DISGUISING PARKING GARAGES
Updated: Jun 8, 2018
Perforated metal offers many design options, easy installation
When architects first started designing parking garages, many looked like big concrete boxes. Over the years, and as design styles evolved, many communities decided that while they needed parking garages, they didn’t necessarily want the buildings to look like a parking garage. Architects turned to perforated metal to disguise parking garages and create a facility with a unique and dynamic aesthetic.
Perforated metal is an extremely versatile product that offers design flexibility, durability and ease of installation. “You can change the hole shape, the hole pattern, the spacing, the open area, you can do images,” says Damon Henrickson, director of marketing at Accurate Perforating Co. Inc., Chicago. “You can do so much to the perforated metal that it can match the design aesthetic that you’re looking for.”
“Perforated metal offers a plethora of looks and finishes with a variety of hole sizes, designer options, corrugations and custom patterns that can be combined with other services such as anodizing, powder coating and durable paints,” explains John Farley, chief operating officer at McNichols Co., Tampa, Fla. “It offers a unique and long-lasting look to parking structures.”
Perforated metal gives a parking garage a dynamic aesthetic so it doesn’t appear as a plain, concrete box. Shawn Bowman, CSI, national director of sales and marketing at DAMS Inc.–D. Architectural Metal Solutions Inc., Alsip, Ill., says the architects they work with tend to design in a way that conceals or distracts from the box-like nature of most parking structures.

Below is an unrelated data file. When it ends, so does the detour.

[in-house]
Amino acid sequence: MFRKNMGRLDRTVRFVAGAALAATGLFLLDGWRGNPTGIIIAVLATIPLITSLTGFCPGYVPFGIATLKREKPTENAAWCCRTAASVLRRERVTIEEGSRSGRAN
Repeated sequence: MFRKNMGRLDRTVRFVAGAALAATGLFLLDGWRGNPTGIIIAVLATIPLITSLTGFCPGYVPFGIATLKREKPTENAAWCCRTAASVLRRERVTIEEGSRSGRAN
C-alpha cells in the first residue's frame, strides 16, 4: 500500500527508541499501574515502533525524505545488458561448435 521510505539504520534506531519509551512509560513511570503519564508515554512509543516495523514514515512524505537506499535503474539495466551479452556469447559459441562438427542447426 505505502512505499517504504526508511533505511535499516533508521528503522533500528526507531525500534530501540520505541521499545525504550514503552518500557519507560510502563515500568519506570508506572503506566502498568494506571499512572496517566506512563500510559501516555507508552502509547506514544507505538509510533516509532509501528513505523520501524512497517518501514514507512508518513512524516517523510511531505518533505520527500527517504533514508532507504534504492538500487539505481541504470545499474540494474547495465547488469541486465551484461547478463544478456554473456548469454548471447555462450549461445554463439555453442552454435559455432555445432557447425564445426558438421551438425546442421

“Perforated panel systems can offer some unique design choices,” he says. “Custom patterns and shapes can not only distract the eye when viewed from the exterior, but can offer shading and interesting light dynamics within the structure. In addition, a decorative perforated panel system can often cover more visible square footage at a lower price point for the owner, yielding more look for less cost.”
Farley notes that perforated metal offers a wide range of options for individual projects. “Whether it’s material options, open area or hole sizes, they all impact the appearance of the project,” he says. “And because of the hundred of options available, architects can customize the look. For example, you can do different looks with corrugations, custom patterns or anodize. Perforated metal can give a lot of different looks and feels.”
In addition to creating unique façades that conceals cars, perforated metal allows for the required airflow throughout parking garages. During the day, a perforated metal façade allows light into the parking garage, while at night it blocks the cars’ headlights. “Perforated metal allows the building to still be naturally vented, yet protecting the vehicles and pedestrians from the weather and sunlight,” says Steve Kotecki, marketing at Hendrick Manufacturing, Elgin, Ill.
He goes on to say that one of the advantages of perforated metal is it allows visibility through the pattern, while not allowing direct sunlight to hit the building. “This allows for less fluctuation in temperature throughout the day. Which in turn is less strenuous on the heating and cooling systems and uses less energy to maintain a comfortable environment.”
Kotecki says most parking garage designs require a minimum of 50 percent open area to be naturally ventilated. “Anything below that will result in mechanically vented systems, which raise the price of the project,” he explains. “Most times, there are other open areas not being covered by the perforated panels, which will help offset this number. Then we are able to lower our open area in the perforated panels, which will give us more flexibility in our design.”